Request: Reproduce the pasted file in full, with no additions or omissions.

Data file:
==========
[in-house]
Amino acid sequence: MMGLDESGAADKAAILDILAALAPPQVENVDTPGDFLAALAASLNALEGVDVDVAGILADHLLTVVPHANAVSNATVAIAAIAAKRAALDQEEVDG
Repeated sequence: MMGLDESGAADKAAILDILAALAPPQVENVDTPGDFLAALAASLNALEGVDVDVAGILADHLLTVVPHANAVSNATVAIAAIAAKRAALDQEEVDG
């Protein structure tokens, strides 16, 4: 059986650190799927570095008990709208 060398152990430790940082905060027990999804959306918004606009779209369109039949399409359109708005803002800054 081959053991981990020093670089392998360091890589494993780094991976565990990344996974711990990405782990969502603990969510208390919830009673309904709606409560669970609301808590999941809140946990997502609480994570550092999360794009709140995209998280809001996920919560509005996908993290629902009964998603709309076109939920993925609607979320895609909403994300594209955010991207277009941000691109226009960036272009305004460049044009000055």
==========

[in-house]
Amino acid sequence: MMGLDESGAADKAAILDILAALAPPQVENVDTPGDFLAALAASLNALEGVDVDVAGILADHLLTVVPHANAVSNATVAIAAIAAKRAALDQEEVDG
Repeated sequence: MMGLDESGAADKAAILDILAALAPPQVENVDTPGDFLAALAASLNALEGVDVDVAGILADHLLTVVPHANAVSNATVAIAAIAAKRAALDQEEVDG
């Protein structure tokens, strides 16, 4: 059986650190799927570095008990709208 060398152990430790940082905060027990999804959306918004606009779209369109039949399409359109708005803002800054 081959053991981990020093670089392998360091890589494993780094991976565990990344996974711990990405782990969502603990969510208390919830009673309904709606409560669970609301808590999941809140946990997502609480994570550092999360794009709140995209998280809001996920919560509005996908993290629902009964998603709309076109939920993925609607979320895609909403994300594209955010991207277009941000691109226009960036272009305004460049044009000055």